DAVID BROOKS COLUMN: Marches expose fragile regime

WASHINGTON -- Most of the time, foreign relations are kind of boring -- negotiations, communiqu?s, soporific speeches. But then, there are moments of radical discontinuity -- 1789, 1917, 1989 -- when the very logic of history flips.

WASHINGTON -- Most of the time, foreign relations are kind of boring -- negotiations, communiqués, soporific speeches. But then, there are moments of radical discontinuity -- 1789, 1917, 1989 -- when the very logic of history flips.

At these moments -- like the one in Iran right now -- change is not generated incrementally from the top. Instead, power is radically dispersed. The real action is out on the streets. The future course of events is maximally uncertain.

The fate of nations is determined by glances and chance encounters: by the looks policemen give one another as a protesting crowd approaches down a boulevard; by the presence of a spontaneous leader who sets off a chant or a song and with it an emotional contagion; by a captain who either decides to kill his countrymen or not; by a shy woman who emerges from a throng to throw herself on the thugs who are pummeling a kid prone on the sidewalk.

The most important changes happen invisibly inside peoples' heads. A nation that had seemed apathetic suddenly mobilizes. People lost in private life suddenly feel their public dignity has been grievously insulted. Webs of authority that had gone unquestioned instantly dissolve, or do not. New social customs spontaneously emerge, like the citizens of Tehran shouting hauntingly from their rooftops at night. Small gestures unify a crowd and symbolize a different future, like the moment when Mir Hussein Moussavi held hands with his wife in public.

At moments such as these, policymakers and advisers in the U.S. government almost always retreat to passivity and caution. Part of this is pure prudence. When you don't know what's happening, it's sensible to do as little as possible because anything you do might cause more harm than good.


Part of it is professional mind-set. Foreign policy experts are trained in the art of analysis, extrapolation and linear thinking. They simply have no tools to analyze moments that are nonlinear, paradigm-shifting and involve radical shifts in consciousness. As a result, they almost invariably underestimate how rapid change might be and how quickly it might come.

As Michael McFaul, a democracy expert who serves on the National Security Council once wrote: "In retrospect, all revolutions seem inevitable. Beforehand, all revolutions seem impossible."

Many of us have been dissatisfied with the legalistic calibrations of the Obama administration's response to Iran, which have been disproportionate to the sweeping events there. We've been rooting for the politicians in the administration, like Vice President Joe Biden and Secretary of State Hillary Clinton, who have been working for a more sincere and heartfelt response.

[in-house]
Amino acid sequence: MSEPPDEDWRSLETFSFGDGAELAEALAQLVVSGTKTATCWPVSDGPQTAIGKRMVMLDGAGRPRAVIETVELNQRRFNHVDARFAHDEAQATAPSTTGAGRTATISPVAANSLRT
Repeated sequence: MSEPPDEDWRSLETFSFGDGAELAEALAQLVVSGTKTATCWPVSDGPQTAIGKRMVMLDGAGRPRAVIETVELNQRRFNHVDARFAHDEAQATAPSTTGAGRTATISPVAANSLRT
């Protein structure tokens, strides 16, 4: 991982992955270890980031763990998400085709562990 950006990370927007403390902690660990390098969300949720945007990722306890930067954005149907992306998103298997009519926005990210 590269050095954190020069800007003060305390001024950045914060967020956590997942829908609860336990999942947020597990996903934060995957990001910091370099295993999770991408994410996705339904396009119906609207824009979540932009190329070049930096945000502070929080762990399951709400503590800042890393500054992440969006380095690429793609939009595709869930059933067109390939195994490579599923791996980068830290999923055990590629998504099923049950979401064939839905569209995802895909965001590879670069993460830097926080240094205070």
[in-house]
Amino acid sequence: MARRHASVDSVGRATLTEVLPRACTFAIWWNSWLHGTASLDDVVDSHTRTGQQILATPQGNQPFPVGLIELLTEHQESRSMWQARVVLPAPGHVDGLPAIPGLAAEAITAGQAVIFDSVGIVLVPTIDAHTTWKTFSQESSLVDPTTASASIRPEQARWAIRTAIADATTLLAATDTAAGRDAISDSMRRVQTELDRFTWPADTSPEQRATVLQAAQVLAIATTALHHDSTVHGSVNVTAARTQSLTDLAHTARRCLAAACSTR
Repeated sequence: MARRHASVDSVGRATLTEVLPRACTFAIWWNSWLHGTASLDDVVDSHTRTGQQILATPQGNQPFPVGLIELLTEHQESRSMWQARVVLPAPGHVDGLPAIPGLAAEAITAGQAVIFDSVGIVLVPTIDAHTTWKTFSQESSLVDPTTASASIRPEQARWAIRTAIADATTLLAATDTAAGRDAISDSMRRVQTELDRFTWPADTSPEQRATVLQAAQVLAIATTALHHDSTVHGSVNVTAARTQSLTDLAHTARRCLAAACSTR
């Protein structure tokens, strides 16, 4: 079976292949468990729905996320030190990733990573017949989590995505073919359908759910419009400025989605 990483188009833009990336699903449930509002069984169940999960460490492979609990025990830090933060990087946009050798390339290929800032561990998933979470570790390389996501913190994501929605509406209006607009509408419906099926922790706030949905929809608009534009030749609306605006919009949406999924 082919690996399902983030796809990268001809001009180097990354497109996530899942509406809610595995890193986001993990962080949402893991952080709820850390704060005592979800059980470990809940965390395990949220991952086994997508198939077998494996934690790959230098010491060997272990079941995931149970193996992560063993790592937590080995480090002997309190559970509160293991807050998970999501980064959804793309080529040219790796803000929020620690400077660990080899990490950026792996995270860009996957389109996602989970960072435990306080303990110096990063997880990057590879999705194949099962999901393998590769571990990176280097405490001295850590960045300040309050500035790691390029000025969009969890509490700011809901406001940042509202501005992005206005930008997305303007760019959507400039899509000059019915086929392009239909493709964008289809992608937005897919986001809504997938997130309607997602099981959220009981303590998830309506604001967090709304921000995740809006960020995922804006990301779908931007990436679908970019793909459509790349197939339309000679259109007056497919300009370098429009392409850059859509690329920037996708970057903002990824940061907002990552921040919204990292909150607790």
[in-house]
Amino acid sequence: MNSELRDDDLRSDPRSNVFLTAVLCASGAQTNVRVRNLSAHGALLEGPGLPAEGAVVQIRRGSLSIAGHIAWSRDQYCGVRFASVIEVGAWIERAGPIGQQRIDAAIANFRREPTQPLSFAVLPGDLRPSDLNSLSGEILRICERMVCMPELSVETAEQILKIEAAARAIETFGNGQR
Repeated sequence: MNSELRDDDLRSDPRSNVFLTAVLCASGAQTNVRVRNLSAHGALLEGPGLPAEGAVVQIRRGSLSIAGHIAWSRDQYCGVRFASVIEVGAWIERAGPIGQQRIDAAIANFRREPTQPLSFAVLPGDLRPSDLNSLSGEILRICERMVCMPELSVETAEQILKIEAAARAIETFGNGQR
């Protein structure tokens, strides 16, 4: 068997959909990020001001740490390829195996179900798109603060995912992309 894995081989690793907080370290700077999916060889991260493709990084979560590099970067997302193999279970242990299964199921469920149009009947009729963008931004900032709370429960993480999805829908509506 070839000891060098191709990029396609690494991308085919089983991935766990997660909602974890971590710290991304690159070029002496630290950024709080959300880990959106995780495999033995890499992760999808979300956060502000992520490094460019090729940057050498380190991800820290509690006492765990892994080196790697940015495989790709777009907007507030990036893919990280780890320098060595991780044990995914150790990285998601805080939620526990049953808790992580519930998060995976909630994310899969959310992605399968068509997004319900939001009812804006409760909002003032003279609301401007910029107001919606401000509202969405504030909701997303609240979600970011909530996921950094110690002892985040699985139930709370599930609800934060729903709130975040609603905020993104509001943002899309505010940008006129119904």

But the comments of the first few days are not that important. What's important is that the Obama administration understands the scope of what is happening. And on the big issue, my understanding is that the administration has it exactly right.

The core lesson of these events is that the Iranian regime is fragile at the core. Like all autocratic regimes, it has become rigid, paranoid, insular, insecure, impulsive, clumsy and illegitimate. The people running the regime know it, which is why the Revolutionary Guard is seeking to consolidate power into a small, rigid, insulated circle. The Iranians on the streets know it. The world knows it.

From now on, the central issue of Iran-Western relations won't be the nuclear program. The regime is more fragile than the program. The regime is more likely to go away than the program.

The central issue going forward will be the regime's survival itself. The radically insecure members of this government will make no concessions that might threaten their hold on power. The West won't be able to go back and view Iran through the old lens of engagement on nuclear issues. The nations of the West will have to come up with multitrack policies that not only confront Iran on specific issues but also try to undermine the regime itself.

This approach is like Ronald Reagan's policy toward the Soviet Union, and it is no simple thing. It doesn't mean you don't talk to the regime; Reagan talked to the Soviets. But it does mean you pursue many roads at once.


There is no formula for undermining a decrepit regime. And there are no circumstances in which the United States has been able to peacefully play a leading role in another nation's revolution. But there are many tools this nation has used to support indigenous democrats: independent media, technical advice, economic and cultural sanctions, presidential visits for key dissidents, the unapologetic embrace of democratic values, unapologetic condemnation of the regime's barbarities.

Recently, many people thought it was clever to say that elections on their own don't make democracies. But election campaigns stoke the mind, and fraudulent elections outrage the soul. The Iranian elections have stirred a whirlwind that will lead, someday, to the regime's collapse. Hastening that day is now the central goal.

What To Read Next